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Mindblindness: An Essay on Autism and Theory of Mind
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Mindblindness: An Essay on Autism and Theory of Mind

3.82  ·  Rating Details ·  163 Ratings  ·  8 Reviews
In Mindblindness, Simon Baron-Cohen presents a model of the evolution and development of "mindreading." He argues that we mindread all the time, effortlessly, automatically, and mostly unconsciously. It is the natural way in which we interpret, predict, and participate in social behavior and communication. We ascribe mental states to people: states such as thoughts desires ...more
Paperback, 200 pages
Published January 22nd 1997 by Bradford Book (first published 1995)
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Jul 16, 2009 Marisa rated it liked it
It's about autism. Mr Baron-Cohen is one of those "I'm going to think hard about how the brain must work from a few psychology experiments" guys. In this case, though, at least he did a bunch of such experiments himself. The book is designed to be readable for those without specialized knowledge of the field but is still interesting to someone, like me, who has moderate background in neuroscience. Essentially, he proposes a set of neural mechanisms which would suffice to explain how people devel ...more
Jane Lebak
Mar 01, 2015 Jane Lebak rated it really liked it
Shelves: self-help
A *lot* to think about in this book. Baron-Cohen handles the development of human beings' perception of self in relation to other selves and then analyzes what's different in individuals with autism. This wasn't quite the book I expected (when I see "essay" I think "introspective ramblings" not "heavily footnoted scientific paper you'll have to read in total silence in order to comprehend") but it was really good and challenging in many ways.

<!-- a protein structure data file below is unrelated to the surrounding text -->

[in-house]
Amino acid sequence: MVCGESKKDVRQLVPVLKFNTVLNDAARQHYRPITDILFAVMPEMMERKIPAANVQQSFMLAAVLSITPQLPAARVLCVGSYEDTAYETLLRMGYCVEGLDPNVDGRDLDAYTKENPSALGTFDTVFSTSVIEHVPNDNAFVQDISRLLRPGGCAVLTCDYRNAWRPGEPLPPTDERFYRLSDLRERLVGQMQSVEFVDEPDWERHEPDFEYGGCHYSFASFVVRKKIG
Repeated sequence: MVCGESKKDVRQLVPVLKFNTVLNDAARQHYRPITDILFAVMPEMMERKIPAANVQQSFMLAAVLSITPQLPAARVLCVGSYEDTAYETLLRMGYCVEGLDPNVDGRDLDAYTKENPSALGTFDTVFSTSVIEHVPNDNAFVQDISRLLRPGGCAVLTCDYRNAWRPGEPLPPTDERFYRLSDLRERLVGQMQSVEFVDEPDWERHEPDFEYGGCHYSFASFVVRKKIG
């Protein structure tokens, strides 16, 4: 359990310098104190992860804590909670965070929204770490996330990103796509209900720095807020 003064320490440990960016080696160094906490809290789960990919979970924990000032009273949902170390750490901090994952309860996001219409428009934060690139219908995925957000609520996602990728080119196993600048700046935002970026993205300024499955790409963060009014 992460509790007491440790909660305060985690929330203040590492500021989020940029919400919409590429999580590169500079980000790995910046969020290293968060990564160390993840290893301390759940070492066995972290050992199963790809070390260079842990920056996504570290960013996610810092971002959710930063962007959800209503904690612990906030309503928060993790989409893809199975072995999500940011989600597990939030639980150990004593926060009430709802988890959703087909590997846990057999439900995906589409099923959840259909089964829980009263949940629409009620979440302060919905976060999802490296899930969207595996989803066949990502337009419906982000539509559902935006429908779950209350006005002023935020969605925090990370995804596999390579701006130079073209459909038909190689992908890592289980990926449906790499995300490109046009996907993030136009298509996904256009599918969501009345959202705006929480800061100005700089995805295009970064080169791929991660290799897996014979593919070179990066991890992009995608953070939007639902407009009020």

I got about a page into the introduction and then ski
I'm not prepared to review this one, in all honesty. Too close to the issue, perhaps? A bit overwhelmed by the terminology? Dunno. Maybe someday.

However, the only passage I want to note for myself (and found a bit startling, candidly) was the section on pp. 94-95 of the edition I read relating that it is no longer in dispute that autism is a form of brain damage, simply that the area or areas damaged have not yet quite been nailed down. If Baron-Cohen has stated similar ideas elsewhere, I've mis
Sandee Clemons
Nov 02, 2008 Sandee Clemons rated it did not like it
I have read this book and I found it very hard to understand. I am aware that people on the autism spectrum do have trouble with mind blindness, but this book could have been written without all the *BIG* words that make it too hard to understand!
Robert Stojnic
Aug 21, 2009 Robert Stojnic rated it it was ok
The book is more about Baron-Cohens theory of the mind, which he himself described as "not very convincing" than autism.
Aug 14, 2012 Ally rated it really liked it
I think I finally 'get' Theory of Mind now. A good introduction, comprehensive and accessible. Good for anyone interested in autism or social cognition in general
A fair amount of data about autism is gone over but the author overstates the extent to which it supports the details of his view. The overall picture seems right.
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Simon Baron-Cohen FBA is Professor of Developmental psychopathology at the University of Cambridge in the United Kingdom. He is the Director of the University's Autism Research Centre, and a Fellow of Trinity College. He has worked on autism, including the theory that autism involves degrees of mind-blindness (or delays in the development of theory of mind) and his later theory that autism is an e ...more
More about Simon Baron-Cohen...

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